Top Gear

Top Gear’s Controversial Falkland Patagonia Special Cars Have Been Destroyed

Jeremy Clarkson and his Top Gear escapade in a Porsche 928 GT made headlines after the car’s numberplate became internationally famous when it was driven through Argentina. 

Reading ‘H982 FKL’, viewers of the Patagonia Special mistakenly thought this to be a dig at the Falklands War, which was a conflict between the United Kingdom and Argentina. It began in 1982. 

Filming of the special had to be cut short after the public attacked Jeremy Clarkson, Richard Hammond, and James May as they drove through the area. They had stones, eggs, and even pickaxes thrown at them as they were behind the wheels of the star cars: a Lotus Esprit, Ford Mustang Mach 1, and the Porsche. 

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But where did these cars end up? 


The Argentinian government took the cars to be stored in a safe warehouse away from the public eye, fearing that if they were found, they’d be burnt to the ground.

Now, only a couple of years ago, these cars were crushed and the resulting cubes were sent to a junk yard in Rio Grande. Executive producer Andy Wilman tried to bring the cars home after their destruction, but this was rejected as the Argentinian government thought they’d be used as war trophies like the other cars kept in the Top Gear studio.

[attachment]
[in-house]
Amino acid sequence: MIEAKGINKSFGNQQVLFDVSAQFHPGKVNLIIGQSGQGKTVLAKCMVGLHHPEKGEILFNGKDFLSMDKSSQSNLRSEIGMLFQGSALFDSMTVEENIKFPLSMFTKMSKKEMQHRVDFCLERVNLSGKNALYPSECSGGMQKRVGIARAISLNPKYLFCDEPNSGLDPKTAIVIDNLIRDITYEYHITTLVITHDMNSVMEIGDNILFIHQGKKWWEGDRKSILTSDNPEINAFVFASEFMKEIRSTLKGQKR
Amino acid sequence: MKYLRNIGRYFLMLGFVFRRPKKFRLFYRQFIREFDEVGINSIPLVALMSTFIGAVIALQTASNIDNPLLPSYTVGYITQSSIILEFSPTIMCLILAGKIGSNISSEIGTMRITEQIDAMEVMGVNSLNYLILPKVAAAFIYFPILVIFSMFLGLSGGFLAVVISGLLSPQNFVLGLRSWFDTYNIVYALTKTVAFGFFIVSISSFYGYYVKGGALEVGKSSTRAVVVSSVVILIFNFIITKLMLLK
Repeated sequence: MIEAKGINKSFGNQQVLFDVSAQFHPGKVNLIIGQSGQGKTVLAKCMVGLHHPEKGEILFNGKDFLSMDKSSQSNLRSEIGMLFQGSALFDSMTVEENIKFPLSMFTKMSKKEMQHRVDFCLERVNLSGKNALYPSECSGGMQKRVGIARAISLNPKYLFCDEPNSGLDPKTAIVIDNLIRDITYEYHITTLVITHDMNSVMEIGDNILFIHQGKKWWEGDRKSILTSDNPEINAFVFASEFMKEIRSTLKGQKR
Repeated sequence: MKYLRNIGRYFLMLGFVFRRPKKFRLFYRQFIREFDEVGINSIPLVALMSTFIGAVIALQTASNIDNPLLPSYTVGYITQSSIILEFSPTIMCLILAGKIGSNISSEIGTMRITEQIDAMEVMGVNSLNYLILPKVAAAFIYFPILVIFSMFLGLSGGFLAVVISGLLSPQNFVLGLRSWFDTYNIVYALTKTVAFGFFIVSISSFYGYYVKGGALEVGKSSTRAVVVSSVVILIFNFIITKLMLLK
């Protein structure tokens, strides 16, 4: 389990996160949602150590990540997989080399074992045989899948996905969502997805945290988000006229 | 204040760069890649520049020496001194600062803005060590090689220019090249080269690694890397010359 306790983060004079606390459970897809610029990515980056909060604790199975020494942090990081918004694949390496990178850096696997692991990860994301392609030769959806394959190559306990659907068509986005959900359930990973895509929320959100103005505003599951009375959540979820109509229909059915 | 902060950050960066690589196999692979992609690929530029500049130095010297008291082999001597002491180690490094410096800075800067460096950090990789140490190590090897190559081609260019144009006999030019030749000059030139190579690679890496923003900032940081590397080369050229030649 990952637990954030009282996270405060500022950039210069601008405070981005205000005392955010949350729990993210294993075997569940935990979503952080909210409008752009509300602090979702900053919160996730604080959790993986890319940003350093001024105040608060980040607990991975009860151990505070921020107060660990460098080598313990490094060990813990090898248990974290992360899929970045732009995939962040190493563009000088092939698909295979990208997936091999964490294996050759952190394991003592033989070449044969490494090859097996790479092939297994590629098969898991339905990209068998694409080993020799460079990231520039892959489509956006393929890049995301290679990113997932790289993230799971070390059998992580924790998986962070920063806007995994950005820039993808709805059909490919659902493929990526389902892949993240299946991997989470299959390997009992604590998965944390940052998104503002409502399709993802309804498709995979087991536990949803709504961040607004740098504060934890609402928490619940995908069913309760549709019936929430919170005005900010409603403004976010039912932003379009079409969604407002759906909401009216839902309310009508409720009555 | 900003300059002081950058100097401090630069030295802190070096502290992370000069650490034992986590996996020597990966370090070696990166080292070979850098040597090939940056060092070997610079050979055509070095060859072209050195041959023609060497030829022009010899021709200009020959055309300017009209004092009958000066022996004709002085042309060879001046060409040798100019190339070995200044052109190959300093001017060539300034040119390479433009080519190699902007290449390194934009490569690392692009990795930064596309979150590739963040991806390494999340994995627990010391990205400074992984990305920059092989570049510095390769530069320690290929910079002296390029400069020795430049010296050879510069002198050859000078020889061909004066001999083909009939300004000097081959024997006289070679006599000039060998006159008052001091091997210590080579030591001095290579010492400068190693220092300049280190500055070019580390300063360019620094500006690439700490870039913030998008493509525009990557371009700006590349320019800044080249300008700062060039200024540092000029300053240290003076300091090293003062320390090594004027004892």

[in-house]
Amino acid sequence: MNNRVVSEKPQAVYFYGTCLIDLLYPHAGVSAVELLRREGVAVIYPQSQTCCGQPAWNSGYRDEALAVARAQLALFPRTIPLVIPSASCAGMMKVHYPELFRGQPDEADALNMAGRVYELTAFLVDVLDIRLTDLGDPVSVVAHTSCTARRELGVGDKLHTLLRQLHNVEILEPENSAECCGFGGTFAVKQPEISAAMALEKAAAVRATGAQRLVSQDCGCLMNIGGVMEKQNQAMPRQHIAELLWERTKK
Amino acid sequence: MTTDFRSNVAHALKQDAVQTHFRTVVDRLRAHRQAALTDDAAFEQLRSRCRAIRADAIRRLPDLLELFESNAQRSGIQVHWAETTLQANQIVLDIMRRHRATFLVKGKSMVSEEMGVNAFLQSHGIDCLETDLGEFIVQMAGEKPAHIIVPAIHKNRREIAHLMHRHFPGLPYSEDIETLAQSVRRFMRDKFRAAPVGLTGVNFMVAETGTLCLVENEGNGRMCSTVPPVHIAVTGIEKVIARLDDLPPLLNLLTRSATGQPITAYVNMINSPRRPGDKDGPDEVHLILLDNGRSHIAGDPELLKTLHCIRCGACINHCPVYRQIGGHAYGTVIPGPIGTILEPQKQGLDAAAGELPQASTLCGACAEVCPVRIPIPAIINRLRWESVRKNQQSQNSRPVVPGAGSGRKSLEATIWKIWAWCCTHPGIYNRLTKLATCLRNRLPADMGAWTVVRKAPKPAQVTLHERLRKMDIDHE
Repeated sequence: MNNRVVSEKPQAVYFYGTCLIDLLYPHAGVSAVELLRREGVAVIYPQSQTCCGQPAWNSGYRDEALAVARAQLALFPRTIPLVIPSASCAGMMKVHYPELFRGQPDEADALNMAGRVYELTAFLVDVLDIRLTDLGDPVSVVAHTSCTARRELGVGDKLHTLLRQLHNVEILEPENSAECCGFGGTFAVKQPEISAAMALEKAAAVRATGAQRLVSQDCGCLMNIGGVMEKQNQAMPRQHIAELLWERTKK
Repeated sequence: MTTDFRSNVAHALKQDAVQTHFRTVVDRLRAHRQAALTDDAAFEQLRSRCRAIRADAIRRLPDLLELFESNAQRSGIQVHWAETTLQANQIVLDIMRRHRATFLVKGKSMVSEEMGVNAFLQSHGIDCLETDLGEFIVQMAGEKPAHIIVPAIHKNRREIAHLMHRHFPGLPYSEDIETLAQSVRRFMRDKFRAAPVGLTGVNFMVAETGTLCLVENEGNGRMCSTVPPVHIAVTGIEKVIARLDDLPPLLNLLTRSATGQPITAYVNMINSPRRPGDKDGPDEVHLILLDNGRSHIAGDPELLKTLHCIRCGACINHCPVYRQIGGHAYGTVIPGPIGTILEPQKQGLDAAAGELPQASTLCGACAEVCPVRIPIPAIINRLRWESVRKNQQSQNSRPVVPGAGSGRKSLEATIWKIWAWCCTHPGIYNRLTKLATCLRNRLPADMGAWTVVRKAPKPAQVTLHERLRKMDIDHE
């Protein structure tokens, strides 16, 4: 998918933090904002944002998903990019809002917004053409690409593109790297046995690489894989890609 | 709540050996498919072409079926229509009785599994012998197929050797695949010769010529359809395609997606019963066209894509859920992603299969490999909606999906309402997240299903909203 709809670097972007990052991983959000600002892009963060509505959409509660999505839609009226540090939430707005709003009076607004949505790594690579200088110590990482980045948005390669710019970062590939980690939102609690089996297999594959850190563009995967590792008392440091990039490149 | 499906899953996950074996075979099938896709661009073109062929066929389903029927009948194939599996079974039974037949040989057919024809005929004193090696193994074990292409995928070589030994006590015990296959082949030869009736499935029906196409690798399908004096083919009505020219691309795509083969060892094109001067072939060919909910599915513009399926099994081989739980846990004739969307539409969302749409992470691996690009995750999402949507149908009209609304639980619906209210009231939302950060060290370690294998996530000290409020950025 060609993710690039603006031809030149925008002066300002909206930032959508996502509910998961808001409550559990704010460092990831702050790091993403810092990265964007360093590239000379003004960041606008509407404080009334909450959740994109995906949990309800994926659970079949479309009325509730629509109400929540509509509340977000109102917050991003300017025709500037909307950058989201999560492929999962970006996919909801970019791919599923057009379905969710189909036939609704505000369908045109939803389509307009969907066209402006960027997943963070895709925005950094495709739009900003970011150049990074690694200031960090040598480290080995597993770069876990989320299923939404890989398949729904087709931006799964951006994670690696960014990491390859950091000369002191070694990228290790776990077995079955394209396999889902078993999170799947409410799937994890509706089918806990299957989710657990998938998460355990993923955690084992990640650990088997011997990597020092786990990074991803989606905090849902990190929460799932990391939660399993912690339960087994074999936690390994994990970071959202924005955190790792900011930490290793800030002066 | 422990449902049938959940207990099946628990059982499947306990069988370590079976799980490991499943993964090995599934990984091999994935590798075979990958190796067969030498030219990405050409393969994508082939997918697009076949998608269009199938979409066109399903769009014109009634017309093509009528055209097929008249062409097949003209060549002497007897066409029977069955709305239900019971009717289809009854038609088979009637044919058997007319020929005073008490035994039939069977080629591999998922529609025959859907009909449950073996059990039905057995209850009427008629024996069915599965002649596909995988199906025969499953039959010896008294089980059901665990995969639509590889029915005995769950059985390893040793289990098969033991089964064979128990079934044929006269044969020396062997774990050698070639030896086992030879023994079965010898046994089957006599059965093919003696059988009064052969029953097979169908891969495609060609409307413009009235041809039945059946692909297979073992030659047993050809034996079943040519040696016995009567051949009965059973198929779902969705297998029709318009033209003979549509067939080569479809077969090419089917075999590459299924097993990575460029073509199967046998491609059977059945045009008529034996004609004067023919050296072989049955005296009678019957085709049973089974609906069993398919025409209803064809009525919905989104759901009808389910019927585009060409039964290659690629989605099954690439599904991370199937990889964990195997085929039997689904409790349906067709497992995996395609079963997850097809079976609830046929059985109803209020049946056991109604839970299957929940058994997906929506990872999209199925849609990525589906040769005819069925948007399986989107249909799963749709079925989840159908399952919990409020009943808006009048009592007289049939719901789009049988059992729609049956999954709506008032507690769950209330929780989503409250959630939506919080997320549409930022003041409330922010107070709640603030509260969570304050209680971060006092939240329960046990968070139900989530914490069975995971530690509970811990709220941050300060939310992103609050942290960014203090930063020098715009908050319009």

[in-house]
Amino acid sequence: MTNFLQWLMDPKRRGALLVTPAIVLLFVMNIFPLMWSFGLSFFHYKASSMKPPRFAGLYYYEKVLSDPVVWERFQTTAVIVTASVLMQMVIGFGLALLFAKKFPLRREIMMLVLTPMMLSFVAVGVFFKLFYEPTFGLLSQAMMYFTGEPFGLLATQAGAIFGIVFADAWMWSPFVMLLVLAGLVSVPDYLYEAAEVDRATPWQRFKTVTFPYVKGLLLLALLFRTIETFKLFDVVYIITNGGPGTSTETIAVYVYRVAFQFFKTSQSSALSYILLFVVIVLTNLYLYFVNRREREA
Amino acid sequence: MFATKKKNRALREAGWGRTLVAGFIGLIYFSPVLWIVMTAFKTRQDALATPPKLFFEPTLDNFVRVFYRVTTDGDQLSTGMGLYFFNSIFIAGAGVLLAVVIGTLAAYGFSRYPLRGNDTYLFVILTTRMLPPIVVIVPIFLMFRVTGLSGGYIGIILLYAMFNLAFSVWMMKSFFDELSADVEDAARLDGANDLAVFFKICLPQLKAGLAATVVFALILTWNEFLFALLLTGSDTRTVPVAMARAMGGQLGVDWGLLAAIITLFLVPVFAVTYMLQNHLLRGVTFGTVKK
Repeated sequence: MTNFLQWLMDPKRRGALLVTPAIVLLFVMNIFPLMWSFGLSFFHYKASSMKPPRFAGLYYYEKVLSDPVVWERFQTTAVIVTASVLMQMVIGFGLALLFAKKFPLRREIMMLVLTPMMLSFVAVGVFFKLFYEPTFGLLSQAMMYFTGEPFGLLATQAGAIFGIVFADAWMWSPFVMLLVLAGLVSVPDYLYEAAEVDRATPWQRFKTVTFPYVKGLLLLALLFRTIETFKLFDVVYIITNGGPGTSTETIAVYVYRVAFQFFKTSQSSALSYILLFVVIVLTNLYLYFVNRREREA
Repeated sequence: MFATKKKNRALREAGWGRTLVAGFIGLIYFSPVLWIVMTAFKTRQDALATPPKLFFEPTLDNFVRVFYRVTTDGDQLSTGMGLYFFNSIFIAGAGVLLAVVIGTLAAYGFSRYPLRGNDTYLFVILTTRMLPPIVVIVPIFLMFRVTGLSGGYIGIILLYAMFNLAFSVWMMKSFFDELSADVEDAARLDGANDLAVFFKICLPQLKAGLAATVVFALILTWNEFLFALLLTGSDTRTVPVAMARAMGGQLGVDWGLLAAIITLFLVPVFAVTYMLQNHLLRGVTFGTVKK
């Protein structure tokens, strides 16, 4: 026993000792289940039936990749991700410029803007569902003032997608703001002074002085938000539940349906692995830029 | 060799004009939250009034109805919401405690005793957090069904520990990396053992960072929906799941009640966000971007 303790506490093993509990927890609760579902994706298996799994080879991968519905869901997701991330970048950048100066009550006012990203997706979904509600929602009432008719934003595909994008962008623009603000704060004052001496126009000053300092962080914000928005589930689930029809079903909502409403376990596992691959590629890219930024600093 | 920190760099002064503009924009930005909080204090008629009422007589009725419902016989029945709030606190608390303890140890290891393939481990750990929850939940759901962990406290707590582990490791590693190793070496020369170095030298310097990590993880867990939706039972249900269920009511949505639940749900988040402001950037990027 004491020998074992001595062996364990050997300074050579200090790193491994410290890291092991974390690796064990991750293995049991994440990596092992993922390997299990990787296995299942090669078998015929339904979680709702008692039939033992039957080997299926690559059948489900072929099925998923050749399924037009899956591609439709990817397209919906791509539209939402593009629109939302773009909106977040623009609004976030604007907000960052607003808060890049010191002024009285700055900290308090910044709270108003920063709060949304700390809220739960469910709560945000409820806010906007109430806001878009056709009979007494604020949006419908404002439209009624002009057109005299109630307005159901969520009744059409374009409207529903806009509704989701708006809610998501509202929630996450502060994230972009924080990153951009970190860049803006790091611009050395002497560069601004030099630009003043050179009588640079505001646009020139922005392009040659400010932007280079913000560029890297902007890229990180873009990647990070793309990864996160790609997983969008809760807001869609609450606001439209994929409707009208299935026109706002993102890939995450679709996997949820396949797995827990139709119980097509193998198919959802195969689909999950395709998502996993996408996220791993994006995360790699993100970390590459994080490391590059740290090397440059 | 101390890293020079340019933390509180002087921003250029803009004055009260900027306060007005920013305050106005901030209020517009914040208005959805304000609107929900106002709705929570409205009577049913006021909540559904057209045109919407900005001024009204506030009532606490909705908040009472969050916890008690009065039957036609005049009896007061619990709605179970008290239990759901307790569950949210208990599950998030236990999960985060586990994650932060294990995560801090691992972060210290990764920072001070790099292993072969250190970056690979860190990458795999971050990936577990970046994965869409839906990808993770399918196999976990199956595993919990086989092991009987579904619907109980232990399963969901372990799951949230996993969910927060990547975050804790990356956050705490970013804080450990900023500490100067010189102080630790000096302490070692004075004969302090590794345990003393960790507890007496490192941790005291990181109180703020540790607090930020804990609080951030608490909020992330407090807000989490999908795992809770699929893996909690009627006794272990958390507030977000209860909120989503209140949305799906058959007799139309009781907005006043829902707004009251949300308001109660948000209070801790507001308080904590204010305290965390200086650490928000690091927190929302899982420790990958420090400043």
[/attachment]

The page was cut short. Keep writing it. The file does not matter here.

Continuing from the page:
Fans were distraught to hear of this, with many taking to Twitter to voice their disappointment. 

“The Argentine Government should have auctioned the cars.

“Probably would have raised the GDP a few percentage points,” said one fan. Another joked that the Lotus is “part of my dishwasher now”. 

What are your thoughts? Would you have liked to see the cars come home? Let us know.

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Alex Harrington

Alex started racing at a young age so certainly knows his way around a car and a track. He can just about put a sentence together too, which helps. He has a great interest in the latest models, but would throw all of his money at a rusty old French classic and a 300ZX. Contact: [email protected]

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One Comment

  1. Argies still haven’t gotten how in the wrong they were in the 80s as well as today.

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